Northern transplant becomes caretaker of Confederate grave

Sunday, Oct. 30, 2011 12:41 PM
Last updated 9:24 PM
  • Follow Latest News

COMER, Ga. -- Two years after Eugene Cruickshank acquired some land northeast of Athens, he decided to clear the thick growth of brush and trees behind his new home. He was unprepared for what he found.

On the top of a ridge behind a pond, he uncovered a small cemetery.

“The fence was down, the stones were broken in half and toppled over so we didn’t see any of this,” he said, “When I bought this place nobody said anything about a cemetery.”

The cemetery contained the bodies of Willis D. Strickland, who served in the Georgia House of Representatives from 1857-60 and opposed Georgia seceding from the Union; his wife, Harlow Gholston Strickland; and their son, Wilson Bonaparte Strickland, a 19-year-old Confederate soldier who died of a bullet wound.

Cruickshank, a native of Vermont, and his wife, Claudette, who hails from Massachusetts, became the unexpected caretakers for this small forgotten cemetery with its Confederate warrior.

First, he put the cemetery back together. He consulted a cemetery worker in Athens and learned how to repair the old tombstones, which he put back in place. Then he fixed the old iron fence.

“Some of this, I thought we’d never get back together,” he said recently at the graveyard, where some steel posts were used to brace the weakened iron posts.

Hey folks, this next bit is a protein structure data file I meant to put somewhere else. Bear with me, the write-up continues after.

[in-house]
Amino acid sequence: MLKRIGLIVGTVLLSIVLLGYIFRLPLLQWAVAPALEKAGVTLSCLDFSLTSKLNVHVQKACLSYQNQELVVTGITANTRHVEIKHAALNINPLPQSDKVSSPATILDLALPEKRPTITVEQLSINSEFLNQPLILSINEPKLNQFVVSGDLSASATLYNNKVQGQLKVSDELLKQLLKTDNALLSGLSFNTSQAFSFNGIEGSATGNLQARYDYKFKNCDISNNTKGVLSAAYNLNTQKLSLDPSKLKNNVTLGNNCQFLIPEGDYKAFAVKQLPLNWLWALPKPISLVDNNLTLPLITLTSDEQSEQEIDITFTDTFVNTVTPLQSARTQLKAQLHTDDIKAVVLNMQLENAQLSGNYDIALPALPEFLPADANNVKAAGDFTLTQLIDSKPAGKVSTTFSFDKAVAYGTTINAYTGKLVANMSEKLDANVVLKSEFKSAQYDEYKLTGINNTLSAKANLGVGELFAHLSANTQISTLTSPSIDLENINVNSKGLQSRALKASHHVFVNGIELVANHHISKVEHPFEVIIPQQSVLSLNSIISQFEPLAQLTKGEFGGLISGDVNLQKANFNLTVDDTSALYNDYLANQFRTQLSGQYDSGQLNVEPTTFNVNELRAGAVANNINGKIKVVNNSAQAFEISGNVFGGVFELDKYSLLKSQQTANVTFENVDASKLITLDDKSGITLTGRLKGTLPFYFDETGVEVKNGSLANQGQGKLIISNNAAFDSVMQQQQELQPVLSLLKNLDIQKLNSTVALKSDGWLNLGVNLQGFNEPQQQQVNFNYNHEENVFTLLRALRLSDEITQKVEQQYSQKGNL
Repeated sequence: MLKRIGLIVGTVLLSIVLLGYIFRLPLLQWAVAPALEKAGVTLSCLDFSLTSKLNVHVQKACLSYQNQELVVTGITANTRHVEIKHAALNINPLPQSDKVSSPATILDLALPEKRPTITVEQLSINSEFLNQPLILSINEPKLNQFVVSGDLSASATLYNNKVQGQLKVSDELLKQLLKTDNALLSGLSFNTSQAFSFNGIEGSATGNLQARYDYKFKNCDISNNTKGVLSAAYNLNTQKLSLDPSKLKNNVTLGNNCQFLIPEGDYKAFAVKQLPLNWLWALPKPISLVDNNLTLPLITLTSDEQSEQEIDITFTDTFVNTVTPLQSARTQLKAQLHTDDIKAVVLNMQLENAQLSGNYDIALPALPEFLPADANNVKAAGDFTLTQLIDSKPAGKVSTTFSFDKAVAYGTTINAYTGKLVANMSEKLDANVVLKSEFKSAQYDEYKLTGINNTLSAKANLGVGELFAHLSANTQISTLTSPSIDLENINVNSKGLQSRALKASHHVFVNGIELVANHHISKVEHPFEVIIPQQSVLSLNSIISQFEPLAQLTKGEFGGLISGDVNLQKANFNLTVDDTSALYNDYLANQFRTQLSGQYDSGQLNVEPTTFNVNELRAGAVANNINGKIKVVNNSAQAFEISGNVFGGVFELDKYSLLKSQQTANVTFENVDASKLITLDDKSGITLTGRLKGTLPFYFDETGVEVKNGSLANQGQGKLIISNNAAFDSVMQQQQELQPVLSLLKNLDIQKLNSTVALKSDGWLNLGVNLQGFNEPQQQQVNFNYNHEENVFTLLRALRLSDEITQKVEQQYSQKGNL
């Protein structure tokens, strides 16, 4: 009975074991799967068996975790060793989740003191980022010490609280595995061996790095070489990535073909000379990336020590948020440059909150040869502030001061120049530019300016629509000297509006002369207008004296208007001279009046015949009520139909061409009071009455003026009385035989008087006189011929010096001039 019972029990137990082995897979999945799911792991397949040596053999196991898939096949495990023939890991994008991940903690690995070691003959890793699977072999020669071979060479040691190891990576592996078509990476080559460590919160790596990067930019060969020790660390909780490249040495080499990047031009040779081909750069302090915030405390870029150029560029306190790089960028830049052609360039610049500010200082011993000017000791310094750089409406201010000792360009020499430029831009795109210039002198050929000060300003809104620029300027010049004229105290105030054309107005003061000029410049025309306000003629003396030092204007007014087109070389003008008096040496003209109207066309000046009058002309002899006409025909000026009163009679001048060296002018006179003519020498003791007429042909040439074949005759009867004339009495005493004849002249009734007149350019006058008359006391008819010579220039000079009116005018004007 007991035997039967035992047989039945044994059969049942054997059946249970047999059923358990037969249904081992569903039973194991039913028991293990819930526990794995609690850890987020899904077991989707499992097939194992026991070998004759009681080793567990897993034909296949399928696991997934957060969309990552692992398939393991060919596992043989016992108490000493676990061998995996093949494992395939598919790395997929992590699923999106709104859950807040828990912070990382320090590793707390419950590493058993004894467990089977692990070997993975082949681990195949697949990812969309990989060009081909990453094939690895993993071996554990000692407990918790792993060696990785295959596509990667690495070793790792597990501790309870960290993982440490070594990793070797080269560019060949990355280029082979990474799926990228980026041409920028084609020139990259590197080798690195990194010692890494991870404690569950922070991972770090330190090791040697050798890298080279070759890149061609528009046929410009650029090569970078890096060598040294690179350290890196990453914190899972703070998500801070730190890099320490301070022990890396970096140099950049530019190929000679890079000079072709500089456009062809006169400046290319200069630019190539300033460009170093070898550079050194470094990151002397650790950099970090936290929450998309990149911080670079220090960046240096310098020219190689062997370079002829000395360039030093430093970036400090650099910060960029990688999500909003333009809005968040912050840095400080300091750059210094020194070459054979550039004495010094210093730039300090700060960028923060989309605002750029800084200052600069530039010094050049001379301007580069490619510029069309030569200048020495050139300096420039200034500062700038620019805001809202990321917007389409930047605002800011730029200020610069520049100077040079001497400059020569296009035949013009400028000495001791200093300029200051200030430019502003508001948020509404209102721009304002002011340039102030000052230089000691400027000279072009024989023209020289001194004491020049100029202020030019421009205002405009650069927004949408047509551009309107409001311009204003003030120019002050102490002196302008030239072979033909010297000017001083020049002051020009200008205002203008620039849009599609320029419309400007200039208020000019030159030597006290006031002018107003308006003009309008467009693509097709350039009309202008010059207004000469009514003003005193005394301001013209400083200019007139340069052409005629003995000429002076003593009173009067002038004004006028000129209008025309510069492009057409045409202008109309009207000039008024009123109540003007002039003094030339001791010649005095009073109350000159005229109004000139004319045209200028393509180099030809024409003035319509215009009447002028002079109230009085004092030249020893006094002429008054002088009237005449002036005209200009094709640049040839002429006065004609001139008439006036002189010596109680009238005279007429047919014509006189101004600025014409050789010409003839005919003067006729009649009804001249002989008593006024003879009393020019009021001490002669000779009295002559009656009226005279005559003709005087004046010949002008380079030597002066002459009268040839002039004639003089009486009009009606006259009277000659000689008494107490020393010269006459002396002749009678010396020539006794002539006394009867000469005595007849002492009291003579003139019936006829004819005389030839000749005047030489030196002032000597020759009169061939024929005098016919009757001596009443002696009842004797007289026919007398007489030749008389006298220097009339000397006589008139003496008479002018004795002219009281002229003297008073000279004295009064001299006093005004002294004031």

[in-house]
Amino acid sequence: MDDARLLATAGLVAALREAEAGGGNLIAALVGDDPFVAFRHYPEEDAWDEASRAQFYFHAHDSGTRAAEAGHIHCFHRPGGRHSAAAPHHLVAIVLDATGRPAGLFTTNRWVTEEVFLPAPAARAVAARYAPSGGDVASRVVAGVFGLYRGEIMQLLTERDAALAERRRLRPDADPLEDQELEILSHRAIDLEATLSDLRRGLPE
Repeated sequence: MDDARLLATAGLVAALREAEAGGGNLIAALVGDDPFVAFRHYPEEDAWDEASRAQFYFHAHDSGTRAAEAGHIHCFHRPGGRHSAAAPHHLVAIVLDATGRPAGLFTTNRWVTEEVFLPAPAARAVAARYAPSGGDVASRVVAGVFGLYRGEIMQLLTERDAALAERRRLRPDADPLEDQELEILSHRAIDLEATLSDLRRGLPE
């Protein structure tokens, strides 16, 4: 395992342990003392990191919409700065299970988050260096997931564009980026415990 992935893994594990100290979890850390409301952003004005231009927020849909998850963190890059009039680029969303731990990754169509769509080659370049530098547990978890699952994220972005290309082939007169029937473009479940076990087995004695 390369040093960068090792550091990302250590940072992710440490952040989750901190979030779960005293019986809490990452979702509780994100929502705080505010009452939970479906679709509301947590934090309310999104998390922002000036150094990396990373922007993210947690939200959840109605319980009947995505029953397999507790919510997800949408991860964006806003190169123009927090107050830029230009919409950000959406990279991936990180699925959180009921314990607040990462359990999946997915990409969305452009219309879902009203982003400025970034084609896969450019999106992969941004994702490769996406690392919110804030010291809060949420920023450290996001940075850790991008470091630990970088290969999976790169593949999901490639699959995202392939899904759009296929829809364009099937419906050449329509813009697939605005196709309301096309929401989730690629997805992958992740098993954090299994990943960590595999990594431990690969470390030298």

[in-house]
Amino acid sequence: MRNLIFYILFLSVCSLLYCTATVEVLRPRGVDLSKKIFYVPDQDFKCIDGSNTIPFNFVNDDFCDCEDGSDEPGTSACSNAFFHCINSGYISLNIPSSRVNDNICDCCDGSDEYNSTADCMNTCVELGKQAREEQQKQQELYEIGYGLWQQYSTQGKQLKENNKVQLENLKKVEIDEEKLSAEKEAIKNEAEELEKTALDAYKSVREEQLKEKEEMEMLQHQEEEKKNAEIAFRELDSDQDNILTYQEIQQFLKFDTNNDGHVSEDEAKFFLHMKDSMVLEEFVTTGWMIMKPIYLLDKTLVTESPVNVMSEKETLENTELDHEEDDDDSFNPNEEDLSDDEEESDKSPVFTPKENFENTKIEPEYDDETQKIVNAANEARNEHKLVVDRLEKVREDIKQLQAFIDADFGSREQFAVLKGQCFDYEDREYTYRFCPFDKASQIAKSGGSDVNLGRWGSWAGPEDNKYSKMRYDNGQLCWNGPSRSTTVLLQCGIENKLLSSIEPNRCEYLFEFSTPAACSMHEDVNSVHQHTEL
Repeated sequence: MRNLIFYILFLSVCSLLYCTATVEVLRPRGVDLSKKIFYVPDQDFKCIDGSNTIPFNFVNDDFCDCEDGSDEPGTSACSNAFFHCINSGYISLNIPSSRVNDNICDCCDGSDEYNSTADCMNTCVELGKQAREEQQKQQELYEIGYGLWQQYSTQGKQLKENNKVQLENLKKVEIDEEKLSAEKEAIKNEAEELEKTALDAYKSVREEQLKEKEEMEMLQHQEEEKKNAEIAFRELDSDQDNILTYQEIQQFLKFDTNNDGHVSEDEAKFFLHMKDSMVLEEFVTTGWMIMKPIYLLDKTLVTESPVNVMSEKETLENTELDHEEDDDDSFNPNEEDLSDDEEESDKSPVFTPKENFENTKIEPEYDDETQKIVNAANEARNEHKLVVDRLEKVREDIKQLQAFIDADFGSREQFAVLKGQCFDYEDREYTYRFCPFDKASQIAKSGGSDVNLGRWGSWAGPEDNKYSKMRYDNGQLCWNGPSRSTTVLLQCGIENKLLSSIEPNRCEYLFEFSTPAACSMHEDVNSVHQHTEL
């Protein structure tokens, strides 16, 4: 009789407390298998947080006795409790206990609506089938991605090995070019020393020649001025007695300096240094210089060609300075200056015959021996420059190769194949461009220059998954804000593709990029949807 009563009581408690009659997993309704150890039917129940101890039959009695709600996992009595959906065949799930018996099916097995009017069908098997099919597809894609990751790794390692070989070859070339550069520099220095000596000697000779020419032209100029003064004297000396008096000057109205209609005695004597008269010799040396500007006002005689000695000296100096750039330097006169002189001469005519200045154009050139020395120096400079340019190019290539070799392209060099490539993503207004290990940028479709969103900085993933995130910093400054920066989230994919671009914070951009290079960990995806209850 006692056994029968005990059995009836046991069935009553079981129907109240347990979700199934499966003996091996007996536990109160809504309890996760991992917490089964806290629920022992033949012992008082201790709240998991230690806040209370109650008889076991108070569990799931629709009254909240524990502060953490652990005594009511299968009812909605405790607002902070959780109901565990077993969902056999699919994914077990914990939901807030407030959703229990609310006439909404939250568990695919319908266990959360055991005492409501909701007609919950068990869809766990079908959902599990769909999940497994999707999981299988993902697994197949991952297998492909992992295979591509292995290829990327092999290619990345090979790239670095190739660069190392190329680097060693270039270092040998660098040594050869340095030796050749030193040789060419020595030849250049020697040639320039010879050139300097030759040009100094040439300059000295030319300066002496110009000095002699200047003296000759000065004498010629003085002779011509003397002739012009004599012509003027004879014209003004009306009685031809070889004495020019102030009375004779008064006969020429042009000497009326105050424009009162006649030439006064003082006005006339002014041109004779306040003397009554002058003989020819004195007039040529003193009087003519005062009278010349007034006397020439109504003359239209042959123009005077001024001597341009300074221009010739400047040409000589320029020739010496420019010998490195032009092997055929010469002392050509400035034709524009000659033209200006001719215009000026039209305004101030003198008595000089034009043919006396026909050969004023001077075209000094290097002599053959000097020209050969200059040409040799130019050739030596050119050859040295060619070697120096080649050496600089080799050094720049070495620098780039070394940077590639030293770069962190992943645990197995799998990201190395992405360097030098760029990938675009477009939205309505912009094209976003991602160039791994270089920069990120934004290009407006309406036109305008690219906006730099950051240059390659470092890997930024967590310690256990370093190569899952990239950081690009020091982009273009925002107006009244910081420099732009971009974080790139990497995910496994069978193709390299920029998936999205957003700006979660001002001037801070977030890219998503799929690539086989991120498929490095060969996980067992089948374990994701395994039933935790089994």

“The gate is an original. It’s a work of art,” he said.

Then, he began researching who lay in these graves, which included a small plot with only a stone to mark an unknown child. Richard Gholston, the brother of Harlow Strickand, came to live at the 655-acre plantation when his sister’s husband died in May 1862 at the age of 52, and is also laid to rest there.

With the help of a descendant who lives in Soddy-Daisy, Tenn., he acquired photographs of the Strickland family and more information about their lives.

The Stricklands lost both sons in the Civil War. Milton Strickland, who served under Gen. Robert E. Lee, was killed in 1863 during the Battle of Chancellorsville in Virginia and is believed buried in a mass grave.

Wilson Bonaparte Strickland was serving under Maj. Gen. Braxton Bragg in the Tullahoma campaign of 1863 in Tennessee, when his company was confronted at Beech Grove by a mounted infantry headed by a Col. Walker, who armed his men with repeating rifles, Cruickshank said. The teenaged soldier was shot in the head.

“The story is one of the young men that was slightly wounded cut across country and came back to Comer and told Harlow that her son had been wounded and sent to Chattanooga. Harlow got a wagon and went to the railroad and went to Chattanooga and he was dead when she got there. He had lived for 11 days,” he said.

“To take that train all the way to Chattanooga and bring this kid back, now that’s dedication,” said Cruickshank, a retired U.S. Marine major who served in Korea and Vietnam during his 29 years in service.

“This boy made it,” he said. “He’s back on home ground.”

The old soldier reached over and his hand grasped one of the iron posts.

“On Confederate Memorial Day, a Rebel flag flies here,” he said.

Comments (16) Add comment
ADVISORY: Users are solely responsible for opinions they post here and for following agreed-upon rules of civility. Posts and comments do not reflect the views of this site. Posts and comments are automatically checked for inappropriate language, but readers might find some comments offensive or inaccurate. If you believe a comment violates our rules, click the "Flag as offensive" link below the comment.
AndrewLafa
27
Points
AndrewLafa 10/30/11 - 02:18 pm
0
0
This isn't surprising.